This is a company that's essentially had multiple parts of it for sale for the better part of 4 years and this hasn't once come out.
I'm running through all the Yahoo corporate filings that Bloomberg has indexed and I can't find any link to this clause.
I mean this is a very material issue!
If you are to be a share holder in a company that's trying to broker a 3-4 Billion sale of some of its assets, then knowing that the buyer may be on the hook for an additional 1 billion bill probably means that the asset you thought you owned is probably worth 20-25% less than you originally thought.
Someone isn't going to be very happy with the yahoo leadership today:)
> Affiliate Commitments. The Company is obligated to make payments, which represent TAC, to its Affiliates. As of December 31, 2014, these commitments totaled $2,087 million, of which $505 million will be payable in 2015, $401 million will be payable in 2016, $400 million will be payable in 2017, $375 million will be payable in 2018, and $375 million will be payable in 2019, and $31 million will be payable thereafter.
as a $375mm reference but that's to all TAC; not just Mozilla. Not in research so def could have missed it.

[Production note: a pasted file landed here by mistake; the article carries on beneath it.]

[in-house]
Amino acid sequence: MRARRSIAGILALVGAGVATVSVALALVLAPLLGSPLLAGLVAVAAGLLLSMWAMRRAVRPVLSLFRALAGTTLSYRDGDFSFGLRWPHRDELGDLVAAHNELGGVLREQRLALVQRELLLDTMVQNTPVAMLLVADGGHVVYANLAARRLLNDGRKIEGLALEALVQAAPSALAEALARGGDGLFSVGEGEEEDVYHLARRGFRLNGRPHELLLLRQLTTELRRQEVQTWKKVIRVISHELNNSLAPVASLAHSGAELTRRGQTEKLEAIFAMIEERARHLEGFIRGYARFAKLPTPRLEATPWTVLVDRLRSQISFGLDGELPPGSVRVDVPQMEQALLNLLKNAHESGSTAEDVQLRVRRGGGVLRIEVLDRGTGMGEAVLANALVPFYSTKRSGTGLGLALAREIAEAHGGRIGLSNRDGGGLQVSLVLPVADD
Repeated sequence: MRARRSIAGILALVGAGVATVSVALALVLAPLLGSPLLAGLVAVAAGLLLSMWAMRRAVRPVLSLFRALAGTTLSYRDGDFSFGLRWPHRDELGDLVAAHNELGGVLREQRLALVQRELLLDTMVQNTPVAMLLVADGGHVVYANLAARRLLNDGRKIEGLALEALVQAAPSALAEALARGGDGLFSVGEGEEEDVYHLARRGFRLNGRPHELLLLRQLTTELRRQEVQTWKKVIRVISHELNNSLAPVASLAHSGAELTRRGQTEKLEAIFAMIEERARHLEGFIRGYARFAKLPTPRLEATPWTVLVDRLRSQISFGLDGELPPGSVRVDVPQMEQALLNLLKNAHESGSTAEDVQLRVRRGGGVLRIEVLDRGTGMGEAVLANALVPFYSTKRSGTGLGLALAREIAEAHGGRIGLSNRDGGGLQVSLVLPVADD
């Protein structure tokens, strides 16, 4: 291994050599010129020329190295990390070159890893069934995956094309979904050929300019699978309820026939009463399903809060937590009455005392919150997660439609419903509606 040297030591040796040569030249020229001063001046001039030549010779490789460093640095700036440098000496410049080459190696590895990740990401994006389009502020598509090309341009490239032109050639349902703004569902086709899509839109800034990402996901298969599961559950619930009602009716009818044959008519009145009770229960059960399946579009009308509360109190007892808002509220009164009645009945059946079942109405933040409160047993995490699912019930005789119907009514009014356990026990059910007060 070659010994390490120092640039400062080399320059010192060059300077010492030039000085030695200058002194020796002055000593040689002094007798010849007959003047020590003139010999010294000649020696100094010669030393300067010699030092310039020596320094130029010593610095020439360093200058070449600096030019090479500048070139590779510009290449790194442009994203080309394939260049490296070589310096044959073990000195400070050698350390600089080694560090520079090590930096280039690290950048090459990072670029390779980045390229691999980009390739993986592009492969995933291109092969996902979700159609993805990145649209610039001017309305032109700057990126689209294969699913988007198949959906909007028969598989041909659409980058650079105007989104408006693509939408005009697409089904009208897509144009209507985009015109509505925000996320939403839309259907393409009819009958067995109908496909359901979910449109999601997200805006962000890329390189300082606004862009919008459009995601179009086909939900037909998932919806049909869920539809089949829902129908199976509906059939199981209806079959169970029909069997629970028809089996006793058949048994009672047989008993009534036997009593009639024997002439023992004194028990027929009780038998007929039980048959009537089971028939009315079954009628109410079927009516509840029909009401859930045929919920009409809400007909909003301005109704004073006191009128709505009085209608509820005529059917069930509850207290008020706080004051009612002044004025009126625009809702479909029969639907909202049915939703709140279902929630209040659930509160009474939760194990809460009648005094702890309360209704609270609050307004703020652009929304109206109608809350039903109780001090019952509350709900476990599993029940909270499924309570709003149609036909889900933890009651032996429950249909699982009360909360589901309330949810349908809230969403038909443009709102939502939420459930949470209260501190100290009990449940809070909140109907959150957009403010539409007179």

Kara Swisher doesn't seem to provide any indication of where the information she's reporting came from. Furthermore, the link she provides at the end (as a well-done "warts-and-all" account of the deal) claims that Mozilla stands to lose money if a deal goes through...
She claims to have seen the contract in the first line of the article.
Not saying that will always work, but it did work for me (it wasn't a billion though (obviously), but a few hundred K).
Given $YHOO price hasn't moved materially this week, it seems likely that the market (including potential buyers) was aware of the Mozilla deal and priced it in.
But yes, this does look like yet another miscalculation and failure of vision.
As I noted before, she was never at the senior VP level at Google (i.e. reporting to the CEO). So she just didn't have enough experience at that level.
It seems like she got the CEO job based on name recognition, and not a track record of leadership and business acumen.
It's interesting to consider the outrage about CEO pay in light of this. Sure, there are plenty of shitty CEOs who don't deserve their compensation. But you have to respect the fact that, at this level, if you aren't sharp, you'll be fleeced by your peers (i.e. De Castro, and whoever negotiated the Mozilla deal). You don't want to work for a CEO who is getting the short end of the stick all the time.